Long-distance relationships, alienation by way of technology, jigsaw puzzles, time travel — First World problems all. For that reason alone, it was bracing to encounter a film as dense and morally probing as “The Great Invisible,” Margaret Brown’s prize-winning documentary about the fallout from the 2010 BP oil spill, which becomes a prism for a larger, more complex conversation about issues of poverty, class disparity and political hypocrisy in America. I’ve never subscribed to the view that the importance of a documentary’s subject matter should have any bearing on its quality, but in a lineup that offered mostly flashes of style and the occasional glimmer of substance, Brown’s film was a hard-hitting standout.
BARKER: Of course, even as we try to draw out these coincidental parallels between films on our personal schedules, it’s easy to miss the ones that the festival has explicitly laid out for us. Before arriving in Austin, I was particularly intrigued by the fest’s brand new SXsports component, which sought to combine panels and films to “touch on all aspects of sports through the SXSW lens,” as the official literature puts it. Once I was on the ground, however, I was hardly even aware it was happening, and only managed to catch two films from the program: the breezily formulaic tennis comedy “Break Point,” and “Manny,” a very watchable yet surface-level treatment of boxer Manny Pacquiao.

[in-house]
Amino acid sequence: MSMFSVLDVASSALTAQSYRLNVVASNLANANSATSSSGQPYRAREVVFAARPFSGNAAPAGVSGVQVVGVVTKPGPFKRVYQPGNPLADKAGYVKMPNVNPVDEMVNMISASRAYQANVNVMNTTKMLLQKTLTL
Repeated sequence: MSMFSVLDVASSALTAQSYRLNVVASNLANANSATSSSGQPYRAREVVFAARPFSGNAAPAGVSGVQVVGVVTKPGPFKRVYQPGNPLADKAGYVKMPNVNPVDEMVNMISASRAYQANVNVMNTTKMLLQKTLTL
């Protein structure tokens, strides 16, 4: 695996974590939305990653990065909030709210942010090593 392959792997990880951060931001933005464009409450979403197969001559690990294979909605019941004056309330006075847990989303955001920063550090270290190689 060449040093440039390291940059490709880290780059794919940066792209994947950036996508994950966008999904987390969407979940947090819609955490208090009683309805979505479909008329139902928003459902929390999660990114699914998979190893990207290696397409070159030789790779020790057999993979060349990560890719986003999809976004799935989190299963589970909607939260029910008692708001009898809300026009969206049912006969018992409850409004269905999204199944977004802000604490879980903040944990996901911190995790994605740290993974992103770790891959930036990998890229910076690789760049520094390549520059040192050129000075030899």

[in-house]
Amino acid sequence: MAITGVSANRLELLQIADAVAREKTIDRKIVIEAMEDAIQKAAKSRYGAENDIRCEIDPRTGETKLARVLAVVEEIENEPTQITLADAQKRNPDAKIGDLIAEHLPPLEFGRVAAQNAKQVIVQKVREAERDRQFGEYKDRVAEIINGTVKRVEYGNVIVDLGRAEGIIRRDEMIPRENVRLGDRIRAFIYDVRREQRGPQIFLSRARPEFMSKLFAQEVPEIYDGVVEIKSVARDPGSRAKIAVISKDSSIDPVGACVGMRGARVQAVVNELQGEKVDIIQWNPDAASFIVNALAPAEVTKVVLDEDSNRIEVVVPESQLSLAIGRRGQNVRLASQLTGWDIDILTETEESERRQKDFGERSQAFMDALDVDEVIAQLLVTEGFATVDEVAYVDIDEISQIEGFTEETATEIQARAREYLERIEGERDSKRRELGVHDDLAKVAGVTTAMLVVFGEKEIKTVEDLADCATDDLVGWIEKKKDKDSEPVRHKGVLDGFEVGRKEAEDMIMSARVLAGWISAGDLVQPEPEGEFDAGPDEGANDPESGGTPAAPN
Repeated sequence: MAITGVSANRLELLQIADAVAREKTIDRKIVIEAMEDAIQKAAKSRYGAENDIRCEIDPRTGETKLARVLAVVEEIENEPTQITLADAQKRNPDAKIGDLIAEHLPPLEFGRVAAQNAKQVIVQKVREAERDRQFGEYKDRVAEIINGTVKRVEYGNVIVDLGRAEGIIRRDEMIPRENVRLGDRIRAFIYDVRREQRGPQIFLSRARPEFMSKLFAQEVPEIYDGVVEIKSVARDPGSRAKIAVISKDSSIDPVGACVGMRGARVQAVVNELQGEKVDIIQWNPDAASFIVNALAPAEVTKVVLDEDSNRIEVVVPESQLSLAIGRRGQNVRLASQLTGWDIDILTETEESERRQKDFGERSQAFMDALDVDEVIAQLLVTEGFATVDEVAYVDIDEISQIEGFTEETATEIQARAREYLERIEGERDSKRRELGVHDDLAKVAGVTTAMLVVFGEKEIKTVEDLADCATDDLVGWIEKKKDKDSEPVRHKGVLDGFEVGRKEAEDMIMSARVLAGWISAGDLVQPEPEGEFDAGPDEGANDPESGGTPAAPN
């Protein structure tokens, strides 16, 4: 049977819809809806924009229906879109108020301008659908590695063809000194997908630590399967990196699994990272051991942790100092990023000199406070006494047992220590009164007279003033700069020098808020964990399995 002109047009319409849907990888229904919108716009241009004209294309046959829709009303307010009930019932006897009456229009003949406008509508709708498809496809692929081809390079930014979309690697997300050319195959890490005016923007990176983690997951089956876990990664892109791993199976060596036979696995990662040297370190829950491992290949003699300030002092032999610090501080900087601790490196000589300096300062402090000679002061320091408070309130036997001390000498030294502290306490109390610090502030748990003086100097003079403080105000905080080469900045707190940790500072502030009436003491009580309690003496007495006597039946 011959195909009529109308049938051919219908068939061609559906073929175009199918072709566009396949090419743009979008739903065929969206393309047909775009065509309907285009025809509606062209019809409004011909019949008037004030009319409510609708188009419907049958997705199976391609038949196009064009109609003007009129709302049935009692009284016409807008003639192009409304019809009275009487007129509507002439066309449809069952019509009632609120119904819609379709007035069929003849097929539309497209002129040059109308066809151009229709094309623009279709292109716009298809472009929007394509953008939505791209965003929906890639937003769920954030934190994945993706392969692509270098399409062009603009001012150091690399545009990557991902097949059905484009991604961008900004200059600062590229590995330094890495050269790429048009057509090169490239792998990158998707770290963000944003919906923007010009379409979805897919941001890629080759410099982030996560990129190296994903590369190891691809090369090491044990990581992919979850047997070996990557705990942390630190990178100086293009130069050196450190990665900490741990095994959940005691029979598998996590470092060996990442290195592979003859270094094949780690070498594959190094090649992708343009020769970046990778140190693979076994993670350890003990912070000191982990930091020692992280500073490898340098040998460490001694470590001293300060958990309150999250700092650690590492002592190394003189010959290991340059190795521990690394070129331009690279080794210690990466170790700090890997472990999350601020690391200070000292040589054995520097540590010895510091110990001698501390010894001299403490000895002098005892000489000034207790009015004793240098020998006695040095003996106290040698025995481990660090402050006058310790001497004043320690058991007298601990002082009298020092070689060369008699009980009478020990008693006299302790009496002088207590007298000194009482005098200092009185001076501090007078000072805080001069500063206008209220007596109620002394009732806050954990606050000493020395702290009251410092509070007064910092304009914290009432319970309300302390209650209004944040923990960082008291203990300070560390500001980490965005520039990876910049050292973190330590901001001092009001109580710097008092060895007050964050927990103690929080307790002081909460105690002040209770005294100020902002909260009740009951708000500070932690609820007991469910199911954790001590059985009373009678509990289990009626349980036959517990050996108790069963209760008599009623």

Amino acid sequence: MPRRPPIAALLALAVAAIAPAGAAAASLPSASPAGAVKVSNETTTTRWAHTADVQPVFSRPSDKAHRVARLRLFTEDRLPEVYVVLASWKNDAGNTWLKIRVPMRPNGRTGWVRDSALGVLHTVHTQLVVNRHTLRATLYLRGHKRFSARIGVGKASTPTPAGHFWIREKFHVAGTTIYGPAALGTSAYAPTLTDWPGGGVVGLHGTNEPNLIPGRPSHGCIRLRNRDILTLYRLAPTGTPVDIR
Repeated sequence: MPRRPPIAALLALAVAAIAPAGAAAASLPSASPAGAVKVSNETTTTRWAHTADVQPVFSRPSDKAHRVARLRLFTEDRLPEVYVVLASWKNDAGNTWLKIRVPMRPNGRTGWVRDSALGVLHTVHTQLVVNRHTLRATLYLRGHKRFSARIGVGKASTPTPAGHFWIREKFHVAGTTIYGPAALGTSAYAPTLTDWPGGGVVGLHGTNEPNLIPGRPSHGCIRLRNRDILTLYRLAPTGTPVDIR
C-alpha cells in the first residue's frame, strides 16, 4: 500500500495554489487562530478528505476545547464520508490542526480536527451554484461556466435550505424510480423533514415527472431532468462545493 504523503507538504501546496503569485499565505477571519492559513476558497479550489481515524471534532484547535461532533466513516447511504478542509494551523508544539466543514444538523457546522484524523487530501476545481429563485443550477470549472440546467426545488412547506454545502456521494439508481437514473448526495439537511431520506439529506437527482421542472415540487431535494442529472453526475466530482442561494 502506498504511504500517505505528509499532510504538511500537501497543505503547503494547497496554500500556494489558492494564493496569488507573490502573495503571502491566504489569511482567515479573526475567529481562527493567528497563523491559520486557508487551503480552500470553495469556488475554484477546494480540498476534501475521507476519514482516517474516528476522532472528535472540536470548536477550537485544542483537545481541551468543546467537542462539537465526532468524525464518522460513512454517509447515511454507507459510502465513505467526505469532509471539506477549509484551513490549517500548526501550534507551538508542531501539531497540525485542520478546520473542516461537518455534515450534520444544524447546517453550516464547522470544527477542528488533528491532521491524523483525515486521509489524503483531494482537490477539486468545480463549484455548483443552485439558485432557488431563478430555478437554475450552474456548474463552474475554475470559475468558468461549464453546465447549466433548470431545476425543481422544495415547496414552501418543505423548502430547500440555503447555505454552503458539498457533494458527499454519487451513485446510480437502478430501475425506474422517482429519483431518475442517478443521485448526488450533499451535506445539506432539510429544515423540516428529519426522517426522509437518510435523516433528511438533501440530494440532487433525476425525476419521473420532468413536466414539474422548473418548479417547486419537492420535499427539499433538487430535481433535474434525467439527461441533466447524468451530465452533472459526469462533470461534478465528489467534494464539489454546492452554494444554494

I saw “Manny” fresh off the plane, and for the next few days I couldn’t help thinking about Pacquiao’s industrious if foolhardy attempts to maintain simultaneous careers as an actor, a recording artist, a congressman and an entrepreneur while still scheduling the occasional prizefight as an apt metaphor for SXSW itself. Granted, complaints about SXSW bloat are almost as old as the festival. (A quick Google search for “SXSW is too big” brings up 384 million results.) And despite its elephantine film slate, a truly outstanding work like “Short Term 12” will always rise above the rabble. But the bigger the festival gets, the more segregated it becomes, with fewer and fewer of its disparate elements converging, and everyone so busy rushing off to the next thing that there’s little time left to process what one has just seen, let alone share a recommendation or simply stumble upon something revelatory.
For example, we haven’t even touched upon the festival’s original raison d’etre: music. I didn’t get a chance to see many bands, but the best set I saw was well off the beaten path, at a roadhouse a few blocks north of the U. of Texas campus. The performer was a very young, scraggily bearded one-man band from Denton, Texas, who crafted oddly melodic, hypnotic guitar-and-drum loops from scratch. He made the kind of music one could easily imagine scoring a number of the scrappy indie films screening a few miles south, and SXSW would seem to be the perfect place for him to make a connection. I tried to approach him after the set to ask his name and maybe buy an album, but no sooner had I settled my bill than he was off, no doubt scrambling to make his next gig downtown. I asked around at the bar. No one knew his name there, either.